Yaffa Syndicate was founded by David Yaffa in 1928 to distribute editorial content from America’s King Features Syndicate to the local newspaper and magazine market.
The company was responsible for introducing Australian audiences to some of the best American comic strips of the 1930s, including Mandrake the Magician and The Phantom, which became successful features in the Australian Women’s Weekly and the Australian Woman’s Mirror, respectively.
At some point during the early 1960s, Yaffa Syndicate formed its own magazine publishing division, known as Photo-Type Press. From 1965 known as Page Publications, and from 1967 Yaffa Publishing Group.
These self-covered, 24-page comic books from Page Publications first appeared around 1965 (prior to the introduction of decimal currency in Australia), but by the following year, they began displaying the Page Comics/Silver Star logo on their covers.
Many of the covers for Page Publications’ adventure titles, such as Red Ryder, Big Ben Bolt and Secret Agent X9, were drawn by the Australian comic artist, Keith Chatto – who also drew the half-page panels used as introductory ‘space-fillers’ in these comics.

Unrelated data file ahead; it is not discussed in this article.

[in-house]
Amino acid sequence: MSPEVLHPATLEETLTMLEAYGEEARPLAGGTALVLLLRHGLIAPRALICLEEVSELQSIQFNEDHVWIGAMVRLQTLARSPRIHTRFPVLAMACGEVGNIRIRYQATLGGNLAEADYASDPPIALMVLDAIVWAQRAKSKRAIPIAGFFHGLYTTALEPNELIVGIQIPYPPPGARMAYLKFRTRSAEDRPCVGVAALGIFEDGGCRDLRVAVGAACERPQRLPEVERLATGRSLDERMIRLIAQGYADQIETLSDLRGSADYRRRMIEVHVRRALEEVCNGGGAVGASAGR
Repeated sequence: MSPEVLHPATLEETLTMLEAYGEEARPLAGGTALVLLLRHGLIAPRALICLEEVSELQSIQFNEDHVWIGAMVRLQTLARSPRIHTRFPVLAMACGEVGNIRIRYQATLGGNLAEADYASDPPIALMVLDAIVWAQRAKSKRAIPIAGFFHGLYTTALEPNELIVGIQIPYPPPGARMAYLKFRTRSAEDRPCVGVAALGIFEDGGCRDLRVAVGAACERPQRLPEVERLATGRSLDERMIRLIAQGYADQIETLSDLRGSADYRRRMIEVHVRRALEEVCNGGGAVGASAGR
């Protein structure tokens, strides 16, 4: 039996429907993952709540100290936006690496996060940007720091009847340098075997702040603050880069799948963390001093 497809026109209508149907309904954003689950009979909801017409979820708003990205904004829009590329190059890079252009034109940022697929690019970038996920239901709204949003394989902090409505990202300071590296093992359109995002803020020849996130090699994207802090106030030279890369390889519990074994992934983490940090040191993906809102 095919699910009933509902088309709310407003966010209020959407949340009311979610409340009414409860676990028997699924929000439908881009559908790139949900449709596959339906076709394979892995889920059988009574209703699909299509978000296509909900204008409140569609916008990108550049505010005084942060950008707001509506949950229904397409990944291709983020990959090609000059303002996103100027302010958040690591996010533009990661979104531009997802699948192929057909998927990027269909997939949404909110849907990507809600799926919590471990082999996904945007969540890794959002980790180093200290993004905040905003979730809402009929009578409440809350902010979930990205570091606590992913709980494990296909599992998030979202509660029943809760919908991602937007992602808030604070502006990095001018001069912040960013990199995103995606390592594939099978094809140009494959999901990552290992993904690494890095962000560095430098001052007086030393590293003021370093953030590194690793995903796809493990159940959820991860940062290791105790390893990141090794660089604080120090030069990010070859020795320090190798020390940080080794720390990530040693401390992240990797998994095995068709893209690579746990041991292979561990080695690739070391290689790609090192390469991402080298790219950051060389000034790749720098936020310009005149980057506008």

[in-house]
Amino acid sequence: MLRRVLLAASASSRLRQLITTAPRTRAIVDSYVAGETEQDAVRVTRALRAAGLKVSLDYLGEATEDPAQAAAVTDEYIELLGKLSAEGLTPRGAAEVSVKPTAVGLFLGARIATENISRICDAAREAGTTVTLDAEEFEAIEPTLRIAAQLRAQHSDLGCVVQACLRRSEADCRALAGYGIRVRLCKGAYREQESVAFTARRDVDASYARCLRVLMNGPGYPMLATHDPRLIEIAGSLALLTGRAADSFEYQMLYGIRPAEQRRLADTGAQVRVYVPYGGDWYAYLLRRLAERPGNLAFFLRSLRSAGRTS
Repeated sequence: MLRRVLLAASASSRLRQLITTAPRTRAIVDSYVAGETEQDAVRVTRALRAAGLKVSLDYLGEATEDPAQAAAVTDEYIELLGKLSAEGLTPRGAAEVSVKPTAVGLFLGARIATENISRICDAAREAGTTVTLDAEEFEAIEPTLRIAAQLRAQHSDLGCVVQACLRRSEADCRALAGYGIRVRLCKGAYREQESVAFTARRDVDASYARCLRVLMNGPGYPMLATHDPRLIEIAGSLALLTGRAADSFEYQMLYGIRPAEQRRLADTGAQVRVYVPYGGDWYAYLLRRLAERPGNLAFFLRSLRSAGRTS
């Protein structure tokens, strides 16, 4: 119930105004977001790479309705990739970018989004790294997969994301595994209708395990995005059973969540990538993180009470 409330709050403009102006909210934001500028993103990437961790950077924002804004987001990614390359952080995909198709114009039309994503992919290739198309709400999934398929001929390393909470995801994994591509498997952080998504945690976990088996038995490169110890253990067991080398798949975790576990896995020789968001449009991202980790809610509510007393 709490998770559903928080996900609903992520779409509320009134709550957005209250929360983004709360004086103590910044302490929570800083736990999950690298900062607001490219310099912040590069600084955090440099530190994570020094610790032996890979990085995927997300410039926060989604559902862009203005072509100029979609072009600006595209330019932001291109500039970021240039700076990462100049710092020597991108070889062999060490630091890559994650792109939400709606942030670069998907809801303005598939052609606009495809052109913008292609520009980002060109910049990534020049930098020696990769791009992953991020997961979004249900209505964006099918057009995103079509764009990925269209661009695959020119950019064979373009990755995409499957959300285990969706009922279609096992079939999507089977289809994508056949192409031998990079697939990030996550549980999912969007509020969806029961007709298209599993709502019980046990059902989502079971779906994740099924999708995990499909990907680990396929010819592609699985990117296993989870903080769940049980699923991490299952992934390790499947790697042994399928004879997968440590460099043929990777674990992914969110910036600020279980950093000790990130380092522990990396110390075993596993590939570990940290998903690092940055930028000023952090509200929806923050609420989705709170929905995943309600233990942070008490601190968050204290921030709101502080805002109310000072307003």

Chatto also drew the covers for Page Publications’ edition of Air Hawk and the Flying Doctors, which reprinted episodes from John Dixon’s adventure strip of the same name. The Page Comics series (which debuted in 1966) not only began with issue #21, but the title was altered to The Hawk and the Flying Doctors on the following issue.
Page Publications appears to have discontinued its early attempt to market its comics under the Page Comics/Silver Star brand by early 1967. While its competitors were still reliant on using American material, Page Publications took the unusual step of expanding its comic book range by obtaining reprint rights to a selection of Australian-drawn comics.
|Mandrake publications in Australia|
|As back-up title|
|Mandrake publications by country|
Austria • Belgium • Bulgaria • Denmark • Finland • France • Germany • Greece • Iceland • Italy • Ireland • Netherlands • Norway • Poland • Portugal • Slovenia • Spain • Sweden • Turkey • United Kingdom • Yugoslavia